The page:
May 1966 was a big month in the developing momentum for the Cultural Revolution. Mao’s most prominent critics were dismissed in May, and this same month Lin Biao asserted that these critics were part of a “black line” in the party that was out to restore bourgeois interests in Chinese society. Only a thorough housecleaning within the party and an intensified revolution in Chinese society and culture could reverse these ominous developments. Sensing which way the wind was blowing, Mao’s longtime associate Zhou Enlai named the developing movement the Great Proletarian Cultural Revolution. Also in May, an ultra-leftist philosophy professor at Peking University (Beida) placed “big-character posters” throughout the campus condemning the university president’s policies forbidding student protest movements. Mao’s discovery and approval of the posters had two results: the dismissal or assailing of many professors and administrators at Peking University and the popularization of big-character posters (large posters written with bold Chinese characters) as a means of airing opinions and attacking ideological opponents.

In June 1966 the anarchy in China began. Many young students left their studies and joined the exciting new movement to protect Chairman Mao and his Thought from revisionists, the standard bogeyman label for anyone who dared voice disagreement with Mao. Revisionists were members of the over-thirty generation; how could young people ever dare resist the smiling Chairman Mao who was telling them that it was acceptable to rebel against the older generations? In August Mao publicly and approvingly designated his new young supporters the “Red Guards” and heartily approved of their slogan “to rebel is justified.” And rebel they did, in the name of a personality cult centered on the thought, and the person, of Chairman Mao. Mao took his famous swim in the Yangtze River in July 1966 to announce to China and the world that he had the renewed political and physical prowess necessary to direct the turmoil he was about to unleash in China. (In reality, the swim as a feat of physical fitness was quite unremarkable; Mao simply let the current carry him along as he floated on his back, supported by the buoyancy of his considerable stomach.)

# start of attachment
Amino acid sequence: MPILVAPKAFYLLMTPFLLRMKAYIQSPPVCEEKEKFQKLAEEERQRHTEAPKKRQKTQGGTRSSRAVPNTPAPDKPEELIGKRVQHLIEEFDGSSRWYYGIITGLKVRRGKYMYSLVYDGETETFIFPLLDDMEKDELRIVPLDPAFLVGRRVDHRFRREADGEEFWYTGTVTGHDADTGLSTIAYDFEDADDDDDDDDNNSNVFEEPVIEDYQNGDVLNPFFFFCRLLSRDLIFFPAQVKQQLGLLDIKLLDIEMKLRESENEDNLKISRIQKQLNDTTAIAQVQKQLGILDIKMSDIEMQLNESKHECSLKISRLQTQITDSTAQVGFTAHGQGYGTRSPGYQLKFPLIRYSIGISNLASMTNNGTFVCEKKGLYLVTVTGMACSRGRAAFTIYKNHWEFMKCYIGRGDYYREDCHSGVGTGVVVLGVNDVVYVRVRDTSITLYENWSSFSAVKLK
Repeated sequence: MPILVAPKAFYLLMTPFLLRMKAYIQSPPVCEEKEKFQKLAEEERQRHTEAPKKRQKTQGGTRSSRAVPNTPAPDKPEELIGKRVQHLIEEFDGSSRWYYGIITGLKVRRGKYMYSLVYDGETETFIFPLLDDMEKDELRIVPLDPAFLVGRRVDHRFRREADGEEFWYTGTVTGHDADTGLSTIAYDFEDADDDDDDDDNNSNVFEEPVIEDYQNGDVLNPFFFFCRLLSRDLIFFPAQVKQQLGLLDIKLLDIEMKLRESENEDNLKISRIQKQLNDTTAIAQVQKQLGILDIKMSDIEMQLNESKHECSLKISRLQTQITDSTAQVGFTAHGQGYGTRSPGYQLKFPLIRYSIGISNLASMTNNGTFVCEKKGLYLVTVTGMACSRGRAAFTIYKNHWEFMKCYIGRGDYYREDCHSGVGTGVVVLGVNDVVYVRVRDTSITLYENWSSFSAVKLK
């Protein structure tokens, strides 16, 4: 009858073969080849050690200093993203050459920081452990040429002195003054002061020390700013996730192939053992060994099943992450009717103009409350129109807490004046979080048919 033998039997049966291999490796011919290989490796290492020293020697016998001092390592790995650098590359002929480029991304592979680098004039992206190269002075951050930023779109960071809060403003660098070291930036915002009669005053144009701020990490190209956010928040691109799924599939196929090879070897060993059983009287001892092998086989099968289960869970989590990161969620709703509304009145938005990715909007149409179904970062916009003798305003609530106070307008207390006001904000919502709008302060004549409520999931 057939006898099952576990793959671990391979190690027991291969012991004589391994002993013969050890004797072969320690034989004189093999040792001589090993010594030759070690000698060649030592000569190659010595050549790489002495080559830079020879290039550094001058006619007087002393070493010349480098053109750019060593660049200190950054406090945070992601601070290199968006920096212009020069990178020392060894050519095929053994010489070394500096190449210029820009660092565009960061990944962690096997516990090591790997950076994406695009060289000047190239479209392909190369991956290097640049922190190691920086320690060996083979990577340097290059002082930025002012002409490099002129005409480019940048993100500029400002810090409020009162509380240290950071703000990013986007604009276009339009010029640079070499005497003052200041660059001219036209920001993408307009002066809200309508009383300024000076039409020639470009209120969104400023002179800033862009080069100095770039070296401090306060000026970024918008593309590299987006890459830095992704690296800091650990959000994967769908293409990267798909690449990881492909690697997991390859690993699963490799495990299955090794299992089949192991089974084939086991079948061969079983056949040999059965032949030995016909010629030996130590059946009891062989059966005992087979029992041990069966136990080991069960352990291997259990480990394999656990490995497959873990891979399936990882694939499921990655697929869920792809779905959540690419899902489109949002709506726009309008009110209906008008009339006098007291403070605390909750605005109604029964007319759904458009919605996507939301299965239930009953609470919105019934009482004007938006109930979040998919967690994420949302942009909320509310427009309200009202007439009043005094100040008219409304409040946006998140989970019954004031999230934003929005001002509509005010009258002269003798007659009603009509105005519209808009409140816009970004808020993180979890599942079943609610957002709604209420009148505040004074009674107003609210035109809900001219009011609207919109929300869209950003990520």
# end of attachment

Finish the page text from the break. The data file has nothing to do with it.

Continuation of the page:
Mao’s sycophants and flatterers in the PLA were proud of the role they had played in starting the movement. Happy to be included in Mao’s vision of cultural revolution and ideological purification in China, the PLA’s Liberation Army Daily published the following piece in its August 1, 1966 edition:

Chairman Mao wants us to run our army as a great school. Working mainly as a fighting force, it concurrently studies, engages in agriculture, runs factories, and does mass work; it carries on and further develops the fine traditions of our Party and our army, and trains and tempers millions of successors to the proletarian revolutionary cause, so that our people’s army of several million can play a still greater role in the cause of socialist revolution and socialist construction. It is a great school for the study, implementation, dissemination, and safeguarding of Mao Zedong’s Thought. (Schurmann and Schell 1967, 623)

In this same piece the Liberation Army Daily ingratiated itself with Mao by lashing out at his critics at Lushan: